After printing the great cable chain designed by sukhoi27, I feel the need to do some tweak and mod to it.
- first of all, I modified the frame mount: I removed the part that goes between the frame and the nut. You don't need this level of strenght and you save a lot of time without removing the nut. I also removed the internal parts so you don't need to insert wires through it, and you can always remove the part without disconnecting all the wires.
- then I modified the hotbed mount: the original part was too tall and since you need the hotbed to be higher of that (so you won't risk the hotend to hit it when going home), you were losing 5-6 mm in height. I moved the chain part at the very bottom and cut the upper part, saving about 3 mm. Now you lose only 2 mm from the original A8 height.
- I also enlarged a bit the hotbed mount holes: now they are 4mm diameter, perfect for the cart screws.
See in motion: https://www.youtube.com/watch?v=iGdTLbeOBw0
Check out all my Anet A8 projects:
- You can use brim with the mount since it has a thin base. You also need support with it.
- Print 4x "chain_x4" since you need 14 chain links. Keep some spare in case you break one of them when assembling.
- I used PLA (yellow) and ABS (blue). Apart cosmetic function, I purposedly print the hotbed mount in ABS since it's very near to the hotbed and when it reaches high temp the mount could soften and bend if it is made of PLA.
- Connect all the chain links
- Remove the hotbed, then remove the 3 screws on the lower cart. Place the hotbed support and screw it back. You need longer screws here.
- Insert wires in the hotbed mount, through the chain, connect the chain to the hotbed mount and route the wires toward the back of the printer.
- Install the frame mount removing the two screws on the frame and then putting them back. You don't need longer screws here. Pay attention to the wires under the mount, to not pinch them between the mount and the frame.
- Now reinstall the hotbed TURNING IT 90° ANTI-CLOCKWISE so to have the wires connector on the left, going exactly inside the hotbed mount. Luckily this printer has a square hotbed :) Reinstall the connector before putting it in place, and then screw it back.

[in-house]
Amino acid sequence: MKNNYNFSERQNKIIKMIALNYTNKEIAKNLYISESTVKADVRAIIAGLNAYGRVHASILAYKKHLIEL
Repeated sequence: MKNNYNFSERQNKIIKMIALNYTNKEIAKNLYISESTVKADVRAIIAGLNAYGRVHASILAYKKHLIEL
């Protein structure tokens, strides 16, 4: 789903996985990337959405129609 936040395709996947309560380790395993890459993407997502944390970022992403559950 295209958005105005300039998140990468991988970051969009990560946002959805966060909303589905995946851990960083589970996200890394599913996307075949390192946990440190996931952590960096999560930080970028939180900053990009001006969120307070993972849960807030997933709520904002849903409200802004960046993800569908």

- When all is in place, you need to cut the white lip on the hotbed connector, because it protrudes some mm up and it could interfere with the extruder when going home. Don't worry, the connector won't disconnect itself when inside the mount :)
- Route the wires on the left, under the frame to the main board and reconnect them.
Remember, you need to do the leveling procedure again.
Chain and frame mount (this mount is the older version)
You need longer screws for hotbed mount
Height comparison between original and v2 hotbed mount - I cut the 'bridge' part to mount it without removing all the wires
Cut this lip...
...so the connector sits flush with the hotbed
Pay attention to not pinch the wires when routing them under the frame mount
This is how much you needed to raise the hotbed with the original mount...
...and this is with my new v2 mount (you can also see the insulation, see custom section below)
Cable chain in motion :)
Modified in Autodesk 123D Design
Hotbed thermal insulation
While you have your hotbed removed, why not take advantage and thermal insulate it?
Your heating times will be reduced and temperature during prints will be more steady.
I published my simple solution here http://www.thingiverse.com/thing:1917197